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YMMV / Marcus Didius Falco

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  • Alternate Character Interpretation: The Course Of Honour: Is Vespasian a well-meaning but clueless idiot who genuinely doesn't realise how much he's hurting Caenis by continually asking things of her that she wants to do but can't due to society's rules, or is he fully aware of what he's doing and trying to get her to realise that they can defy society's rules by just being honest with her?
  • Fridge Brilliance: In Time to Depart, after the death of Nonnius, Petro is alerted to the death by a team of vigiles who came for him because of the pot shoved on the body's head, their leader just happening to remember that particular pot on the list of stolen property from the Emporium raid. It's a clue that he's one of the many vigiles in Balbinus' employ, who was indirectly sending Petro a message.
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  • Fridge Horror: There's a running subplot in the first few books concerning the possibility that Helena might leave Falco for Titus. She doesn't. However, while it's obviously best for the two of them to stay together, the Flavian dynasty might have lasted a hell of a lot longer if Titus had married Helena and had a few more heirs. They might have kept Domitian off the throne, anyway.
  • "Funny Aneurysm" Moment:
    • In-text example- in Shadows in Bronze, Falco, Petro and Larius go to Pompeii. One of the first things Falco says about it is that it's obviously a place that intends to last. In the next few lines, he points out that yes, he did know what happened to Pompeii, but it was eight years before the eruption, and everyone who thought Vesuvius was a volcano had concluded that it was extinct. It gets worse when Enemies At Home reveals that Larius died in the eruption, and Falco spent weeks trying to find his body, but to no avail.
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    • In Time To Depart, when Falco first meets Rubella, he speculates that Rubella has a secret sorrow, but laughs it off as a joke. Unfortunately, in Master and God, we find out that Rubella married a woman who bore him a third son- and died two years later. Guess Falco was right.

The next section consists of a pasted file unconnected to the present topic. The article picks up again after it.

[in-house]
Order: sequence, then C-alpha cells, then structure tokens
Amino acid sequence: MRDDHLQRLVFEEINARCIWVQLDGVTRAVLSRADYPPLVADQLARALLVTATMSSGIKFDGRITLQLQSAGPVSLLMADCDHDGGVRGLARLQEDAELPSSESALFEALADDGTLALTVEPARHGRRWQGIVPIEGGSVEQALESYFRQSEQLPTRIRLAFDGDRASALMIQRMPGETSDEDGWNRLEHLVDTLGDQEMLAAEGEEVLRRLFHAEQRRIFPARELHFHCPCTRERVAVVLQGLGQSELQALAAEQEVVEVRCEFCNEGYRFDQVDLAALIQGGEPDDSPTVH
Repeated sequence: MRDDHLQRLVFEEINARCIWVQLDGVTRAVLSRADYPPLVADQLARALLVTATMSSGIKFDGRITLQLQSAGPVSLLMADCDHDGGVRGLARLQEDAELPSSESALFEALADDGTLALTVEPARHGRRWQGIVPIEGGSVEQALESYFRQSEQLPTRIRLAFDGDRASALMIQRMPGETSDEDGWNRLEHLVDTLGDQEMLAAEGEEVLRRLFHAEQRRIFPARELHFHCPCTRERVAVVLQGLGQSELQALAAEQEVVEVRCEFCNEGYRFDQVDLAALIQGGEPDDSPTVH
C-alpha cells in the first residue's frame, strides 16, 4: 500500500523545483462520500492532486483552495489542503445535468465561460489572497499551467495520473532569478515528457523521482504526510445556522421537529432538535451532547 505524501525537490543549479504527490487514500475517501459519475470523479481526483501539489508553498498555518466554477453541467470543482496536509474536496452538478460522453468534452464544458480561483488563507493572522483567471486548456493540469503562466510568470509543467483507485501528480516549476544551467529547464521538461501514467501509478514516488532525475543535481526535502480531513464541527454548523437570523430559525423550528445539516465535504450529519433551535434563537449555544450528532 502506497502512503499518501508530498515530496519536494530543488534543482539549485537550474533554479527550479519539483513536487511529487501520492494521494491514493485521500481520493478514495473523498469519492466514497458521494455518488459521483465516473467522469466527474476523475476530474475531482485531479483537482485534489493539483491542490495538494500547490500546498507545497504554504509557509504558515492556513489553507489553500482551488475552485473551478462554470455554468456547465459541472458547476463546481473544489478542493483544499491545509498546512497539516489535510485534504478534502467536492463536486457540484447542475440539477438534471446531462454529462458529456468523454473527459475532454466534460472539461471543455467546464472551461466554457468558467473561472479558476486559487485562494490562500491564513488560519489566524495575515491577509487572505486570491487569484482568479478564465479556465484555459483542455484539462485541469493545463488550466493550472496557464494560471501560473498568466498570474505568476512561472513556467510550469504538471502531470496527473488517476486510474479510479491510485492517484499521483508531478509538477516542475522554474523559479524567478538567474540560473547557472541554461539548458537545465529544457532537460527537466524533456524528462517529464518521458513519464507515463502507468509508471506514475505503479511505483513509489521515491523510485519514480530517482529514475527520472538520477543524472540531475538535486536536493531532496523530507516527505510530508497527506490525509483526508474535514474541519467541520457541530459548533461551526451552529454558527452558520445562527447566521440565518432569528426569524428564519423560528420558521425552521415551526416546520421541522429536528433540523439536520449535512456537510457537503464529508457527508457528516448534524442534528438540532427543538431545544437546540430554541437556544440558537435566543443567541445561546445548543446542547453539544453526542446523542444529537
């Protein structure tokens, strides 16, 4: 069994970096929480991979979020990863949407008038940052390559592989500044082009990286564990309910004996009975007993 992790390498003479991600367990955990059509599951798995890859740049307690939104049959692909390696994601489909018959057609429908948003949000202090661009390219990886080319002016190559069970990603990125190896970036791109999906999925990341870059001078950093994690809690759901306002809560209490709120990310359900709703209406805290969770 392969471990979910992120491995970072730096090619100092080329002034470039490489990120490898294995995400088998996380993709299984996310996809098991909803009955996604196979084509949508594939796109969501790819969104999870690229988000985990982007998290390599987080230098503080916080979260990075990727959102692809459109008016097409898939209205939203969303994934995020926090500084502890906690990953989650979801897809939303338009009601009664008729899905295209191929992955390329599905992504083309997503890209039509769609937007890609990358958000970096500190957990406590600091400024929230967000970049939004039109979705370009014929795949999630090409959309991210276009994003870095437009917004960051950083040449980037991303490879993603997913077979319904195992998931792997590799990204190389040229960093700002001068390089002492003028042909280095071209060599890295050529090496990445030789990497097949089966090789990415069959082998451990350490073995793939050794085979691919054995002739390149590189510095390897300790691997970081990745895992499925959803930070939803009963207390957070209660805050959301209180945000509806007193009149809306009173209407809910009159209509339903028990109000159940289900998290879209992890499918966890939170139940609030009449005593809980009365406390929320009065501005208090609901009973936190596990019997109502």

• Genius Bonus: Someone who's read The Twelve Caesars or the Cambridge Latin Course will have a very good idea who killed Sosia Camillina in The Silver Pigs, the moment Falco says what the murder weapon was. For those who haven't, Domitian reportedly liked to tear the wings off flies and stab them with his pen.
  • Jerkass Woobie: While Anacrites is ultimately irredeemable, towards the end of Nemesis Falco and his friends ponder about the kind of life he had, dragged away from his mother at the age of three because of his obvious intelligence, only hearing from her again when she's about to die and not making it to her before she passes away, and then discovering his remaining family contains a number of vicious, sadistic serial killers who attempt to take advantage of his position. Helena even points out that Anacrites is bitterly envious of what Falco has and simultaneously wishes he could be Falco and be Falco's friend, even while he resents him and tries to undermine him at every turn.
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  • Moral Event Horizon: In-story example. As far as Falco is concerned, no matter what he promised Helena previously, Pertinax signed his own death warrant the moment he caused Helena to miscarry their first, unborn child.
  • Nightmare Fuel:
    • Famia's death in Two For the Lions.
    • Domitian's death in Master and God. It took a long time, mainly because it was a fight between an unfit man who was unarmed, but desperately wanted to live, and an armed man who didn't have many skills and wasn't skilled enough to actually pull off the murder. Vinius had to step in just to finally end it. It was gory.
    • The death of Rufius Constans in A Dying Light In Corduba. He and a friend tried to do some heavy lifting for a job that should have taken four men at least, not one able-bodied man and another with a sprained back. His chest got crushed by a millstone, and his 'friend' bailed on him and left him to die alone, in agony.